Painter of imaginative and classical subjects in oil, tempera and gouache; mural painter; designer of film and stage sets; book illustrator and advertising designer. He was born in Hastings, Sussex. After Oxford University, Armstrong studied at St John's Wood School of Art, 1913-14, then after service in the Army in World War I returned to St John's Wood briefly. He held his first one-man show at the Leicester Galleries in 1928. In 1933 he became a member of Unit One, after which his work took on a surrealist character. In the 1930s Armstrong worked as a designer for theatre and film, including the first performance of the ballet Façade and several films made by Sir Alexander Korda. He also did work for Shell-Mex and ICI. During World War II Armstrong was an Official War Artist. For the Festival of Britain 1951, he was commissioned to produce The Storm, and exhibited extensively at the RA from that year. He painted a ceiling for the Council Chamber, Bristol, in 1955 and six years later a mural for the Royal Marsden Hospital, at Sutton, Surrey. Armstrong had strong left-wing political convictions and from the time of the Spanish Civil War, when he painted Pro Patria, his pictures occasionally reflected his views. Symbolism is also a feature of his work. Armstrong's pictures are fastidiously painted in muted colours and reflect his own dry wit and gentle nature. Along with John Banting, he is one of only a handful of British artists whose oeuvre can be correctly described as surrealist. The RA held a memorial exhibition in 1975. He lived in London.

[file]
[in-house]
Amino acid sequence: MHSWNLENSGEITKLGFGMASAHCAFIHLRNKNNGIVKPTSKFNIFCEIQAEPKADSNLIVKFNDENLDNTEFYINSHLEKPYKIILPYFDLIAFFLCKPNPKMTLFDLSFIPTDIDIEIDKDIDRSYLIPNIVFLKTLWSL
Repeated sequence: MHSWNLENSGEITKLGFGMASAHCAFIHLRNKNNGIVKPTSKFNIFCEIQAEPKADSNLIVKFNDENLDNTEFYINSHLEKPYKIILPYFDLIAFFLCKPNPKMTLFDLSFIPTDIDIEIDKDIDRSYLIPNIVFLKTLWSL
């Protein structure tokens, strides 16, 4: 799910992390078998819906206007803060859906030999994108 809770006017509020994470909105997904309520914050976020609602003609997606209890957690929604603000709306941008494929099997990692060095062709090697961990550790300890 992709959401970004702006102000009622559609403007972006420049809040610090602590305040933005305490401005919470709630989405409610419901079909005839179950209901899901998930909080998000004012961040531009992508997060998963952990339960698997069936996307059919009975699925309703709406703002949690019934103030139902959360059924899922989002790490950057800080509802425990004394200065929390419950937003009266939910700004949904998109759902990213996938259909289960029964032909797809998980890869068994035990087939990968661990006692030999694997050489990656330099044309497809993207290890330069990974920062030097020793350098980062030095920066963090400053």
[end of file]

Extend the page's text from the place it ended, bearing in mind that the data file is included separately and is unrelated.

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William Hugh Duncan Arthur ()

2nd Lieutenant WILLIAM HUGH DUNCAN ARTHUR, 9th Battalion South Staffordshire Regiment. Formerly served as 35602 Private in the Royal Army Medical Corps. "23rd Division Rest Camp"


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Charles Robert Ashbee (1863-1942)